Link resolvers are the backbone of any robust electronic resource collection, connecting users with the full-text items or abstracts that they need for their research. They are often the last piece of the library-controlled Web that users see before being shuttled off to a vendor database. Yet they are consistently the least user-friendly, ugliest, most neglected part of the eResource toolkit.

Grand Valley is a SerialsSolutions shop: Summon Discovery Service, 360Link link resolver, and the SerialsSolutions ERMS. While Summon locks us out of changing the user interface, 360Link offers some options for customization. Yet our installation was essentially “out-of-the-box” three years after we launched. In one of our first regular usability tests, it became clear that the poor stock design of the link resolver was an impediment to our users (Figure 1). Our users could not tell which of the links they were supposed to click, since they relied more on visual cues than on text. We observed most users clicking on the name of the database, the last place you want them to click. (The article link is where we want them to go.)

Old, stock design of the 360Link link resolver.
Figure 1: Our stock 360Link Installation

However, when I got under the hood and started making changes to the interface, I realized that I had my work cut out for me. While SerialsSolutions offers the ability to add a custom CSS file, their HTML was so full of syntax errors and depreciated practices that it would be very difficult to make any significant changes without asking SerialsSolutions to make changes on their end. My experience with this kind of request led me to seek another solution, and I realized I could make any of the changes I wanted with jQuery, a lightweight but powerful Javascript library1.

I had three goals in redesigning our link resolver:

  1. Clean up SerialsSolutions bad HTML
  2. Change the layout to improve usability and conformity with Grand Valley’s branding
  3. Enable progressive enhancement, so that these changes would not lock users into needing Javascript

Inline Styles, we hates them.

360Link is full of nested tables, inline styles, and duplicate IDs. Class names are applied inconsistently, and any custom CSS will just be putting a coat of paint on a bad layout. My first step was to address the obvious HTML errors and remove them.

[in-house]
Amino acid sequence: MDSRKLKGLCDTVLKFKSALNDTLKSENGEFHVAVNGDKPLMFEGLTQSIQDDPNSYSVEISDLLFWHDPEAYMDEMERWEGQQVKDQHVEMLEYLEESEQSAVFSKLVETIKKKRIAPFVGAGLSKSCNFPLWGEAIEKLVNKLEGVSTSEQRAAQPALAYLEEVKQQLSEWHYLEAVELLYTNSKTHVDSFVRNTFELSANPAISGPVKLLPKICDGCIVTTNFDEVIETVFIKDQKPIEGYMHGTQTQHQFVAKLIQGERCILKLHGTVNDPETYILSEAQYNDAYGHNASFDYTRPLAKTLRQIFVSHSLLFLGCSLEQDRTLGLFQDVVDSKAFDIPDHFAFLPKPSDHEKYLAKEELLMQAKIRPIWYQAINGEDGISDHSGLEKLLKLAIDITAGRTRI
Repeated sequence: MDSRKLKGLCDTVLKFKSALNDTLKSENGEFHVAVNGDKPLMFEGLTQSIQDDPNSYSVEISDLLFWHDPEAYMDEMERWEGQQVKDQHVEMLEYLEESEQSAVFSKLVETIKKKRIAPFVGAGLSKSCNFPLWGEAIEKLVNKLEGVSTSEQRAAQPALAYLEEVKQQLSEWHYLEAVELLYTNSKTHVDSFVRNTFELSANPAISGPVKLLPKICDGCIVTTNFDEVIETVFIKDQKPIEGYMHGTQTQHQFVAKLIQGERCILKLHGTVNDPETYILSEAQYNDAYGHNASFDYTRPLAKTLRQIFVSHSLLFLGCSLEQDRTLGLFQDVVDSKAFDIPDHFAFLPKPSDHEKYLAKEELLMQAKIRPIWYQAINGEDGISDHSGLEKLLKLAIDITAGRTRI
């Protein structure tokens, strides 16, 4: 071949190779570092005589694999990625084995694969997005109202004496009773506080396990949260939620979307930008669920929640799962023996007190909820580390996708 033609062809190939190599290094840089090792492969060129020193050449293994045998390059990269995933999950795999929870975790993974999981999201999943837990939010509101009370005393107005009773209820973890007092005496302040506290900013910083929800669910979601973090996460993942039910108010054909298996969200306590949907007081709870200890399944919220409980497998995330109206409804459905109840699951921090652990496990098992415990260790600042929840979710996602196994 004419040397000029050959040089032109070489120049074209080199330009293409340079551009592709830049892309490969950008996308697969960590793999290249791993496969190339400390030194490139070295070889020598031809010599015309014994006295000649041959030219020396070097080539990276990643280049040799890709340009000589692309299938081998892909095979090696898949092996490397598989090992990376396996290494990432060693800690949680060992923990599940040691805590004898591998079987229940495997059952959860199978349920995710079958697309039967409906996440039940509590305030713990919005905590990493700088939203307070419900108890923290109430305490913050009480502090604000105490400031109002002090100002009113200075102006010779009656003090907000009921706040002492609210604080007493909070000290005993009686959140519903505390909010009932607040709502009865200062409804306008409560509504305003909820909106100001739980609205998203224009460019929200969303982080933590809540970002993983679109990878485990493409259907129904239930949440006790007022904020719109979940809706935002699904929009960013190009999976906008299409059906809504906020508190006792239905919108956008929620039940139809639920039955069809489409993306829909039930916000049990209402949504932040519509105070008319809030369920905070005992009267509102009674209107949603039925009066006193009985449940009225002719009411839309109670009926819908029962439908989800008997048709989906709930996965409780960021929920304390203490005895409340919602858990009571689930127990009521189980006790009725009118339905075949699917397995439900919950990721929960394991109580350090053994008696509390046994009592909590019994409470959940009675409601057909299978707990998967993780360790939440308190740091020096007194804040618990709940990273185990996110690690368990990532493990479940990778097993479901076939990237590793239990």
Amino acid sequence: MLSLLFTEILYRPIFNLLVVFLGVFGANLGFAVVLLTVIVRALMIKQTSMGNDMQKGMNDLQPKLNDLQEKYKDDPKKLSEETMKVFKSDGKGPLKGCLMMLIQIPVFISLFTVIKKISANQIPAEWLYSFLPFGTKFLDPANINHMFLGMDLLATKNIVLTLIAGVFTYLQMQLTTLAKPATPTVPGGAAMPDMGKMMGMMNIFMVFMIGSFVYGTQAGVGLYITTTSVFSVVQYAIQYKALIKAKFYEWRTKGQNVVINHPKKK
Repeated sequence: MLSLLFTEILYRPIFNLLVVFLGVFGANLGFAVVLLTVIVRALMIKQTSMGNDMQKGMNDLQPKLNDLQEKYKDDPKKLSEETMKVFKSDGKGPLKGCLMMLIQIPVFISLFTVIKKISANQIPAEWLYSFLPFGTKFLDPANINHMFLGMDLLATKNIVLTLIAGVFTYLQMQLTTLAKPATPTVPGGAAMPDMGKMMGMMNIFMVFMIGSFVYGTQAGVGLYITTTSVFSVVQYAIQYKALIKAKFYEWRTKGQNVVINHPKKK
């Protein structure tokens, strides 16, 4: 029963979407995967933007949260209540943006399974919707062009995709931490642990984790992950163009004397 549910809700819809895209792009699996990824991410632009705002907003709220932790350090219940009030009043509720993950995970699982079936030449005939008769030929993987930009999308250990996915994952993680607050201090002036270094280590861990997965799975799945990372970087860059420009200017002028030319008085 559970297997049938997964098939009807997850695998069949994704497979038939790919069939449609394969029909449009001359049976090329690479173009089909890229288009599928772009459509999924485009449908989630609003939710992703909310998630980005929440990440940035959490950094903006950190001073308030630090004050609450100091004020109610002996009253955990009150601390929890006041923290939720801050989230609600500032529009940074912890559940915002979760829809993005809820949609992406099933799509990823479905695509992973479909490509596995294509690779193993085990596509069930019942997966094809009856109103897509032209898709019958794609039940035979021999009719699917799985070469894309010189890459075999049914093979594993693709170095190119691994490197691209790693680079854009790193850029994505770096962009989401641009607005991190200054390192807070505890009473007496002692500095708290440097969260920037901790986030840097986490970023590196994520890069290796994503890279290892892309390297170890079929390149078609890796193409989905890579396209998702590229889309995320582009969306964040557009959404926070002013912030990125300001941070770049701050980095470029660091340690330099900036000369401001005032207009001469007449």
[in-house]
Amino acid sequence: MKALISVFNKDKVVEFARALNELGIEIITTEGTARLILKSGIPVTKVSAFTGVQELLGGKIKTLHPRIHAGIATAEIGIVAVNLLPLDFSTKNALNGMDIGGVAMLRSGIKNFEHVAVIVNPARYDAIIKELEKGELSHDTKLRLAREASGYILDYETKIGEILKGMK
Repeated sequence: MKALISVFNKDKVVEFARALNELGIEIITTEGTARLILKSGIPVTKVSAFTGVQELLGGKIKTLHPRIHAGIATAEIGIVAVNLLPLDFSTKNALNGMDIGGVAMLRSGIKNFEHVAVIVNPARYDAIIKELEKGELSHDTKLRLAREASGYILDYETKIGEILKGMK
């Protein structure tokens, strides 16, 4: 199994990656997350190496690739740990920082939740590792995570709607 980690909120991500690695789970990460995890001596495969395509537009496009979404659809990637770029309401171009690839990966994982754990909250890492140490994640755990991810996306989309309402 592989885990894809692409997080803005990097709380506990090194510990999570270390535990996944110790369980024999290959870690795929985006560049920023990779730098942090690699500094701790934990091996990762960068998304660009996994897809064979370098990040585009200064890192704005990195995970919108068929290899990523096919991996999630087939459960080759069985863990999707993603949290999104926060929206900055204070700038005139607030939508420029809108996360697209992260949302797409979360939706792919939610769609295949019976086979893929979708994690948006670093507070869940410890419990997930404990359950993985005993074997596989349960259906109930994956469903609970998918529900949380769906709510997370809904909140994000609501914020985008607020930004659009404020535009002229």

First, I added jQuery and my own script, 360Link-Reset.js, in the footer section of the 360Link’s administrative interface under Branding2. Those are all the changes we need to make to 360Link, although you should certainly include all of your library’s branding.

The first thing I did was remove all of the pesky cruft that SerialsSolutions left in the HTML: inline styles, unnecessary classes, and duplicate IDs. This was handled by the simple jQuery function .removeAttr. Tables were the worst offenders, with initial table tags that look like this in a stock 360Link installation:

<table class="CandyWrapper" border="0" cellspacing="0" cellpadding="0" align="left" id="CandyWrapper">

I needed to remove the border, cellspacing, cellpadding, style and align attributes of all tables, so I added these lines to jQuery:

$("table").removeAttr( "align" );
$("table").removeAttr( "cellspacing" );
$("table").removeAttr( "cellpadding" );
$("table").removeAttr( "border" );
$("table").removeAttr( "style" );

Now, jQuery will remove these attributes once the page loads so the browser will see the following line3:

<table class="CandyWrapper" id="CandyWrapper">

I then repeated the same same procedure with table rows and cells, paragraphs, and spans. Now my 360Link page was devoid of inline styles.